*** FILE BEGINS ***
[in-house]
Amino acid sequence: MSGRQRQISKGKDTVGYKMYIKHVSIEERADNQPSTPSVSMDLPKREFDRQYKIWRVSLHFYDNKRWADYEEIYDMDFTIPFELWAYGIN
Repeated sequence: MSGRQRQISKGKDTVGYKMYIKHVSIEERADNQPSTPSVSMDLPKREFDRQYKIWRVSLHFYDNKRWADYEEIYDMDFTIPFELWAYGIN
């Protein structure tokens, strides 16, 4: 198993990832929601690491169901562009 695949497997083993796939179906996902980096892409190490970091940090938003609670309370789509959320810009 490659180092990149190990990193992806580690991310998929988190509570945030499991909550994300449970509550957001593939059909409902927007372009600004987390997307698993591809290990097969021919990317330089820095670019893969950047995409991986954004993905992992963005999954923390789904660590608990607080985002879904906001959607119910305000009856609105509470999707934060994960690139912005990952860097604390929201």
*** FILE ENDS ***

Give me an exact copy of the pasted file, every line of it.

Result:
[in-house]
Amino acid sequence: MSGRQRQISKGKDTVGYKMYIKHVSIEERADNQPSTPSVSMDLPKREFDRQYKIWRVSLHFYDNKRWADYEEIYDMDFTIPFELWAYGIN
Repeated sequence: MSGRQRQISKGKDTVGYKMYIKHVSIEERADNQPSTPSVSMDLPKREFDRQYKIWRVSLHFYDNKRWADYEEIYDMDFTIPFELWAYGIN
């Protein structure tokens, strides 16, 4: 198993990832929601690491169901562009 695949497997083993796939179906996902980096892409190490970091940090938003609670309370789509959320810009 490659180092990149190990990193992806580690991310998929988190509570945030499991909550994300449970509550957001593939059909409902927007372009600004987390997307698993591809290990097969021919990317330089820095670019893969950047995409991986954004993905992992963005999954923390789904660590608990607080985002879904906001959607119910305000009856609105509470999707934060994960690139912005990952860097604390929201």